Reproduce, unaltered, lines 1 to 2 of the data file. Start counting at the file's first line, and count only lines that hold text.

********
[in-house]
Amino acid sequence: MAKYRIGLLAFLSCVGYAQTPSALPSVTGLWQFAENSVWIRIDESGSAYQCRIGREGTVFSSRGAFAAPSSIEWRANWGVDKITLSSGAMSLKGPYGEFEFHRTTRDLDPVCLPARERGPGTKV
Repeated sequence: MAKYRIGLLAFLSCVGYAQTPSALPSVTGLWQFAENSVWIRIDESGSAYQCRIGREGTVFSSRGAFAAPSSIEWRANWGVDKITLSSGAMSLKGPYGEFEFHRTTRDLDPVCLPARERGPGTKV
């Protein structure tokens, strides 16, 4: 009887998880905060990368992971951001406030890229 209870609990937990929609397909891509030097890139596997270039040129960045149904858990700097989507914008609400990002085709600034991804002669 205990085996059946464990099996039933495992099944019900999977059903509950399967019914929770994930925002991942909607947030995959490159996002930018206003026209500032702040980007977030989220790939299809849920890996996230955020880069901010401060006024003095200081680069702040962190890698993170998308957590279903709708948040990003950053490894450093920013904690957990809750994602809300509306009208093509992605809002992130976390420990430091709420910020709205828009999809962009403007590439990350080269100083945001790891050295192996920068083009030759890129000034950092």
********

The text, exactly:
[in-house]
Amino acid sequence: MAKYRIGLLAFLSCVGYAQTPSALPSVTGLWQFAENSVWIRIDESGSAYQCRIGREGTVFSSRGAFAAPSSIEWRANWGVDKITLSSGAMSLKGPYGEFEFHRTTRDLDPVCLPARERGPGTKV